Hello, Balkers! Do you have the power of the babe? I hope you do, because tonight's Midnight Movie is Labyrinth! (DANCE MAGIC, DANCE!!) Goblins! Weird, creepy headless bird things! David Bowie and his crotch! For the unlikely few who haven't seen this cult classic, the story wends its way quickly from an ordinary family home to the depths of a peculiar labyrinthine kingdom ruled by Jareth, the Goblin King (David Bowie), who has absconded with the wee baby brother of resentful older sister Sarah (Jennifer Connelly). 15-year-old Sarah must outwit the labyrinth and contend with the seductive Goblin King, and herself, before 13 hours have passed and her sibling is lost to to this world forever. This wonderful "1986 British-American musical fantasy adventure film [was] directed by Jim Henson, executive produced by George Lucas, and [was] based upon conceptual designs by Brian Froud," who also designed Henson's previous film The Dark Crystal. Famous Monty Python alum, screenwriter, author, and TV host* Terry Jones wrote the screen play. (Watch Jones' funny and excellent documentary series Medieval Lives on YouTube.)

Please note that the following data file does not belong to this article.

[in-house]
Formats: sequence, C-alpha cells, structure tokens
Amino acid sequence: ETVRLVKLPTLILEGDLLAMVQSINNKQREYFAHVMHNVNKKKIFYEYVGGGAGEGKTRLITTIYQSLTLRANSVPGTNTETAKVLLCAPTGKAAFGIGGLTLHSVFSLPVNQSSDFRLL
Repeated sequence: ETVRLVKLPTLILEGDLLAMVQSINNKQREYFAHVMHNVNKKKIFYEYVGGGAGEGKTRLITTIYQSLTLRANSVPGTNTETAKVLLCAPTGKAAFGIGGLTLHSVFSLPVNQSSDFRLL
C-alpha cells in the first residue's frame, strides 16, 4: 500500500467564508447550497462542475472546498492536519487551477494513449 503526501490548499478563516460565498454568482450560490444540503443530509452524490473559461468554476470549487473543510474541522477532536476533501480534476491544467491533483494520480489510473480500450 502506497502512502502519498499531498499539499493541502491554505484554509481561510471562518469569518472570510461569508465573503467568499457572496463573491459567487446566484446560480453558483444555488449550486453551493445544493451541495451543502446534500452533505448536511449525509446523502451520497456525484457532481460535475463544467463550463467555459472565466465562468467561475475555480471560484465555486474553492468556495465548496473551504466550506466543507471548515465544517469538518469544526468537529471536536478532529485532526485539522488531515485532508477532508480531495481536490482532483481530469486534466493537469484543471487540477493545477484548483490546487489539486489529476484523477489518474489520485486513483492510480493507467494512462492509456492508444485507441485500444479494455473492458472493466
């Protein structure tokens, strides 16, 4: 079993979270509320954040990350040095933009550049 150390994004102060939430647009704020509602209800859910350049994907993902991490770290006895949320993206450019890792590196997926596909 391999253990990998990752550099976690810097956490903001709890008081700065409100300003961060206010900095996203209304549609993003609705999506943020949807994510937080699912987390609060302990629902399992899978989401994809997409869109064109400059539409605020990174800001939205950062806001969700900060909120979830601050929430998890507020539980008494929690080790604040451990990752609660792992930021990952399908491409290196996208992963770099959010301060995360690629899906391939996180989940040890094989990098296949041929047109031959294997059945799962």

Amazing, this mega-classic, beloved by so many today, bombed at the box-office and received mediocre to terrible reviews. (Roger Ebert, for example, disliked it and gave the film two out of four stars, while his partner Gene Siskel just plain eviscerated it.) Wikipedia writes:
The New York Times reported that Labyrinth had a budget of $25 million. Labyrinth was a box office disappointment and only grossed $12,729,917 during its U.S theatrical run. The commercial failure of the film demoralized Henson to the extent that his son Brian Henson remembered the time of the film's release as one of the most difficult periods of his father's career. It would be the last feature film directed by Henson before his death in 1990.